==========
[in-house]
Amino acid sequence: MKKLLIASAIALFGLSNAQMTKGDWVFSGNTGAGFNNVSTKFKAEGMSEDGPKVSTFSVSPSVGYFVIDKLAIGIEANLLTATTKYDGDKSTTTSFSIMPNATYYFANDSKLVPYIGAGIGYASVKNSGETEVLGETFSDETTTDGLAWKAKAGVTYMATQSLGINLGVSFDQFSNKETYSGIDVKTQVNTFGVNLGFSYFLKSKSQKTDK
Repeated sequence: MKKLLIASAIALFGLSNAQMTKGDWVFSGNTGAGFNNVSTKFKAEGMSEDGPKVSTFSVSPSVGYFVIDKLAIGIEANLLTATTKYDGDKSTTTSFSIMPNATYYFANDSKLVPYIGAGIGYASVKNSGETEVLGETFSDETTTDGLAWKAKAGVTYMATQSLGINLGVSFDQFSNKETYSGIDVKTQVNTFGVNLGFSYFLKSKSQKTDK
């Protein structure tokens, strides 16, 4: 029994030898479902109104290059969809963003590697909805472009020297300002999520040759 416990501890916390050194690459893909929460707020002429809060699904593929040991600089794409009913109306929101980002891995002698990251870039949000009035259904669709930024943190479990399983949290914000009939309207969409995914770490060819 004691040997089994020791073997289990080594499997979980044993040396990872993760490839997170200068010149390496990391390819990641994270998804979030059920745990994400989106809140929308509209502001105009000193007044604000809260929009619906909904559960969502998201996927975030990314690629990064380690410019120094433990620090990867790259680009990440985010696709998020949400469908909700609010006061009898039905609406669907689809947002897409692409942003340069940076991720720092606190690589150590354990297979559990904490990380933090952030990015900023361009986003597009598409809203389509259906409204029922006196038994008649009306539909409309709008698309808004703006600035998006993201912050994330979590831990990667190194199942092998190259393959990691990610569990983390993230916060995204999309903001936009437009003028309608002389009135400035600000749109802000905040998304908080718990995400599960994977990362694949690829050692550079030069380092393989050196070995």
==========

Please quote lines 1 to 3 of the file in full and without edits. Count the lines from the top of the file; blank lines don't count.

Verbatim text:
[in-house]
Amino acid sequence: MKKLLIASAIALFGLSNAQMTKGDWVFSGNTGAGFNNVSTKFKAEGMSEDGPKVSTFSVSPSVGYFVIDKLAIGIEANLLTATTKYDGDKSTTTSFSIMPNATYYFANDSKLVPYIGAGIGYASVKNSGETEVLGETFSDETTTDGLAWKAKAGVTYMATQSLGINLGVSFDQFSNKETYSGIDVKTQVNTFGVNLGFSYFLKSKSQKTDK
Repeated sequence: MKKLLIASAIALFGLSNAQMTKGDWVFSGNTGAGFNNVSTKFKAEGMSEDGPKVSTFSVSPSVGYFVIDKLAIGIEANLLTATTKYDGDKSTTTSFSIMPNATYYFANDSKLVPYIGAGIGYASVKNSGETEVLGETFSDETTTDGLAWKAKAGVTYMATQSLGINLGVSFDQFSNKETYSGIDVKTQVNTFGVNLGFSYFLKSKSQKTDK